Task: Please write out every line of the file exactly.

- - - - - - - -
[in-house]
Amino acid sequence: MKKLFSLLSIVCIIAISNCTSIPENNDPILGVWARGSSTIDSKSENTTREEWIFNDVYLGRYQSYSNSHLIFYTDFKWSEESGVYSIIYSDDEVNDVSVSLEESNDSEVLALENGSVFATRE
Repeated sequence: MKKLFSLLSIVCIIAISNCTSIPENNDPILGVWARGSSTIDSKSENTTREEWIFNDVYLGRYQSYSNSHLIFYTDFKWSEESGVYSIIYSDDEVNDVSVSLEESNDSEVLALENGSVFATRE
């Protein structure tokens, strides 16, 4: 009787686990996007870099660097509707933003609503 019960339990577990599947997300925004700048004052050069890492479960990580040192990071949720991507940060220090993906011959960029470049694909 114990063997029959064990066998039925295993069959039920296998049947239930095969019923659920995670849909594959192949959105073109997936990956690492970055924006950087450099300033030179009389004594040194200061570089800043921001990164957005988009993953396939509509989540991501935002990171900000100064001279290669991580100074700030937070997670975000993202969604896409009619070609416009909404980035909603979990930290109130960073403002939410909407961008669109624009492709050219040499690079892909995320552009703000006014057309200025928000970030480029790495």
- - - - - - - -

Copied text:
[in-house]
Amino acid sequence: MKKLFSLLSIVCIIAISNCTSIPENNDPILGVWARGSSTIDSKSENTTREEWIFNDVYLGRYQSYSNSHLIFYTDFKWSEESGVYSIIYSDDEVNDVSVSLEESNDSEVLALENGSVFATRE
Repeated sequence: MKKLFSLLSIVCIIAISNCTSIPENNDPILGVWARGSSTIDSKSENTTREEWIFNDVYLGRYQSYSNSHLIFYTDFKWSEESGVYSIIYSDDEVNDVSVSLEESNDSEVLALENGSVFATRE
């Protein structure tokens, strides 16, 4: 009787686990996007870099660097509707933003609503 019960339990577990599947997300925004700048004052050069890492479960990580040192990071949720991507940060220090993906011959960029470049694909 114990063997029959064990066998039925295993069959039920296998049947239930095969019923659920995670849909594959192949959105073109997936990956690492970055924006950087450099300033030179009389004594040194200061570089800043921001990164957005988009993953396939509509989540991501935002990171900000100064001279290669991580100074700030937070997670975000993202969604896409009619070609416009909404980035909603979990930290109130960073403002939410909407961008669109624009492709050219040499690079892909995320552009703000006014057309200025928000970030480029790495």